Johnson introduces controversial CSD4 bill; citizens respond


Senator Kevin Johnson introduced a bill to the South Carolina Senate on January 21st that has been met with some community backlash. The bill, which concerns the consolidation of Clarendon School Districts 1 and 3, will add two additional members to the interim District 4 board, personally selected by Johnson. The bill also extends the term of those board members for another two years into 2023.
Several members of the community planned a meeting at Weldon Auditorium last Friday night to air their discrepancies with this bill, a meeting that Johnson declined to attend.
“There is only one thing to do things, and that is fairly and equally,” said District 3 County Councilman Benton Blakely. “And that is the way that I have tried to be.”
Blakely shared his thoughts on consolidation as well as his history serving on the Clarendon 3 school board and County Council.
Other members of the community had things to say as well.
“It is not that we have anything against them [Kim and Kevin Johnson]. The real issue is, are they serving us as individuals,” said Eleazer Carter, who ran against Johnson in the primaries last year. “You can give us our leaders, but it is no use if they won’t pay attention to us.”
The main concern that the majority of the citizens there that night have is that Johnson is being allowed to select the additional members. What was supposed to be an elected board by late 2021, is now an appointed board through at least 2023. Many of those in the crowd at last Friday’s meeting were planning to run for a position on this consolidated board, and many of them believe they have reason to be upset with Johnson for “taking this right from them.”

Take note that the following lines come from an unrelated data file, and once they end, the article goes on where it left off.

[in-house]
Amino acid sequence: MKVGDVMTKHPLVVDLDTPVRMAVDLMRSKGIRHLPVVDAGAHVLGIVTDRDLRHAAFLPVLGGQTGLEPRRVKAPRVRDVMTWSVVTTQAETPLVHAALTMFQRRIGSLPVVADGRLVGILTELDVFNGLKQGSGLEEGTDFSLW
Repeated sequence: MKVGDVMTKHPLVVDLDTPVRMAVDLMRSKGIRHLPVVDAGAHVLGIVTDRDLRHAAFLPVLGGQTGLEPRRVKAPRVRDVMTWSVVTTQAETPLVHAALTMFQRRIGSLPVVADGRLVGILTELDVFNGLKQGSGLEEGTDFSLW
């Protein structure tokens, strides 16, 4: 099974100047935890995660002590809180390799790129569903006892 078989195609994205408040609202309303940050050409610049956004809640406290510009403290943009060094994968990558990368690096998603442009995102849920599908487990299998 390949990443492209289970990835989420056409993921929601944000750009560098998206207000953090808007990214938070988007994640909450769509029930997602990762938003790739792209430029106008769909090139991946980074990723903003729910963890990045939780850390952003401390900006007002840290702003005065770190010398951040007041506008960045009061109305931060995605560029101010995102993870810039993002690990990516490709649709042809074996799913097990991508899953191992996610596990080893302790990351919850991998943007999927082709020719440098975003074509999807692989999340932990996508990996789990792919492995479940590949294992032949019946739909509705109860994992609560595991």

“Why aren’t they here tonight to answer these questions,” asked one member of the crowd. “You wanted our vote now listen to us.”
As far as Johnson is concerned, he is doing what is best for District 4, and what is best for the children.
“What I’ve done with the bill is increase the size of the board by two members, which gives them two more sets of eyes and two more eyes sitting around the table,” said Johnson. “We also extended their time there for another two years.”
Johnson’s reasoning for the extension comes from what he calls a “complicated consolidation project.” He says that extending their terms will allow for some consistency during what is already poised to be a challenging and confusing time.
His response to the community member's meeting, as well as his reason for not attending, was that he did not believe their concerns were genuine.
“This is a group of people that this is all they do,” said Johnson. “They have always fought me and my campaign to try and ensure that I wouldn’t win. Anything that I do is going to be wrong in their eyes.”
Johnson believes that the group that met is there merely to “get people riled up and angry” instead of “just presenting the facts.”
As for Clarendon 4, they ensured everyone that they were simply focused on making sure that the future of the consolidated districts was secure and in the best shape to serve children in Turbeville, Summerton, and beyond.
The bill has passed in the senate and is now awaiting approval in the House.
For meeting members like Lanette Samuels-Cooper, the next move is to call the House of Representatives incessantly and “block the bill.” As for the Johnson’s, they hope their constituents will allow them to make the changes they see necessary to provide a better education for Clarendon’s children.


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